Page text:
Wine Tastings

June 23, 2010

Taste Live with Fresh & Easy Tonight!

tasting pour.jpg
Normally I'd break up my Fresh&Easy coverage, but as I was perusing their blog for wine recommendations (taking advantage of the big sale this week) I came across an invite to participate in a Twitter tasting. It is tonight so if you're interested, RSVP ASAP. Here are the basics:

To join
1. Sign up at Taste Live using Twitter, Facebook or creating a new account on the top right corner
2. RSVP here
3. Pick up the wines below at your local Fresh & Easy store
4. Log in to Taste Live on June 23rd starting at 7:00PM (PST) - Hashtag: #FreshEasyWines

The wines in question are all Fresh & Easy exclusives:
Napa Family Vineyards Chardonnay - Under $12
The Vine Yard Late Harvest Riesling - Under $8
Re del Castello Chianti Classico - Under $10

Check out full details of the tasting on the Fresh & Easy blog.

Noël Wallace at Permalink social bookmarking

February 14, 2008

Wine Enthusiast Perfect Pairing Wine Chocolates

P20151B.jpgThree glorious tins filled with elegant drops of dark chocolate - each formulated with an increasingly rich percentage of Cocoa to intensify the love affair between chocolate and wine. The 55% drops pair perfectly with Cabernet Sauvignon, the 61% drops match the smooth taste of Syrah and the rich 72% drops complement Zinfandel wines. Pure delight for guests, gifts and just the two of you. 3-tin chocolate set. Size: 3-1/2 oz.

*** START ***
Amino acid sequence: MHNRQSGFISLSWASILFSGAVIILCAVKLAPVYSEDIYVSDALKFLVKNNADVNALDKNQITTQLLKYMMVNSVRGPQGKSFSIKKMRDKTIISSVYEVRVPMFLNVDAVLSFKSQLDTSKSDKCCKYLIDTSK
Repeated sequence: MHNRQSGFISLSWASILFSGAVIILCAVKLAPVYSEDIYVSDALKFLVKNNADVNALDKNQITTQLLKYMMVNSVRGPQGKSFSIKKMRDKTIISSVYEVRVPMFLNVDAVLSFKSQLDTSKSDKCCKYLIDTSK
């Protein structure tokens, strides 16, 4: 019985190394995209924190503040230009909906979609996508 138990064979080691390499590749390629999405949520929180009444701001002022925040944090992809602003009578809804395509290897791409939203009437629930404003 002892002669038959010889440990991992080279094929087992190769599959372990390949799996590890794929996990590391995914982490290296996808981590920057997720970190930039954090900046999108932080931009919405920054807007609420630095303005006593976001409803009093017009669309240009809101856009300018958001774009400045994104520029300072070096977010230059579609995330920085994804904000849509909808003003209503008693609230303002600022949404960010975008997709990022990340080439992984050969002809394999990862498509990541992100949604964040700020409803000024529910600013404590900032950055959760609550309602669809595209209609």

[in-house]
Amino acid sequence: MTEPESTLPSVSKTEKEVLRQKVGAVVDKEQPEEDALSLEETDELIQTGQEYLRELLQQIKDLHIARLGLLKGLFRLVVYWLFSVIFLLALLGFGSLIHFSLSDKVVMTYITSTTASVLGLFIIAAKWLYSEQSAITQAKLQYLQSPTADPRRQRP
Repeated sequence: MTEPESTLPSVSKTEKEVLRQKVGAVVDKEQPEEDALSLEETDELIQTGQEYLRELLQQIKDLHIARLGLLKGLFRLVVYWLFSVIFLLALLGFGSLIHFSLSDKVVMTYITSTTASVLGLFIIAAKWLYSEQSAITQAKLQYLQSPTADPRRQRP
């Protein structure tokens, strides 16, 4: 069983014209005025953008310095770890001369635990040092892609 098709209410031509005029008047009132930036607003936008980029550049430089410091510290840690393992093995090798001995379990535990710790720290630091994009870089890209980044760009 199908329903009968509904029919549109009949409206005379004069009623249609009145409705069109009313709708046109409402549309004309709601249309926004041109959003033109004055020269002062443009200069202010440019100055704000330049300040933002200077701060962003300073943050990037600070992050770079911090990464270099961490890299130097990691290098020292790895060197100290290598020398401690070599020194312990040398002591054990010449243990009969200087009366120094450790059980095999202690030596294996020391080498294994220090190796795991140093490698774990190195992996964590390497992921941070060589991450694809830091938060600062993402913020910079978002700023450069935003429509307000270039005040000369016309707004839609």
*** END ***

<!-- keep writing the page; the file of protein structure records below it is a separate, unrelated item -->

What a fantastic idea . . . and though maybe a little too late for the Valentine's rush these are a great idea for any chocoholic wino, or anyone looking for seductive new tasting ideas. Less like drops and more like small communion wafers, these chocolates are a great way to end a meal or a tasting party.

At Wine Enthusiast Perfect Pairing Wine Chocolates

Noël Wallace at Permalink social bookmarking

January 3, 2008

Is China a Wine Taster’s Paradise?

Perhaps - but the chances of us making it to Beijing any time soon - seems remote. Still - the author has some really good points on what makes China and wine great.

“A wine lover’s paradise?” you ask. “Surely that’s just a bit of New Year’s celebratory hyperbole?”

Well, perhaps “paradise” is going too far, but Beijing and Shanghai are great places to be if you speak English and have a moderate amount of money, by Western standards, in your pocket to invest in your budding wine habit. Consider:

Unlike in most other major wine-producing countries - and China is a major wine producer, at least in volume terms – wine lists in Shanghai and Beijing tend to have a wide range of countries and wine styles represented. It is rare to see any North American or South American wines on lists in Australia. It is rare to see any imported wines at all in France, Italy and Spain. The best wine bars, restaurants and quality retailers here have wide selections of wines from around the world. If wine variety is the spice of life, Beijing and Shanghai measure up well.


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October 4, 2007

Time for a tasting

So you’ve been reading CFW loyally and you have a good handle on wine. You’ve got Mr. Cheap’s guide, you just opened your brass knuckle wine opener and you know the difference between a Chardonnay and Chablis glass. You’re ready for a tasting. You don’t need a cellar and a butler to have a wine tasting. All you need is some friends and some wine. We can’t help you with the friends part, but we’ve given endless suggestions for wine. You can design the tasting any way you like; Wines from one vineyard, wines of one grape, dessert wines, etc. The key is relaxing and enjoying the wine. So, put on some Earth, Wind and Fire, call some friends and taste away.

Jean Barret has some great ideas on the subject at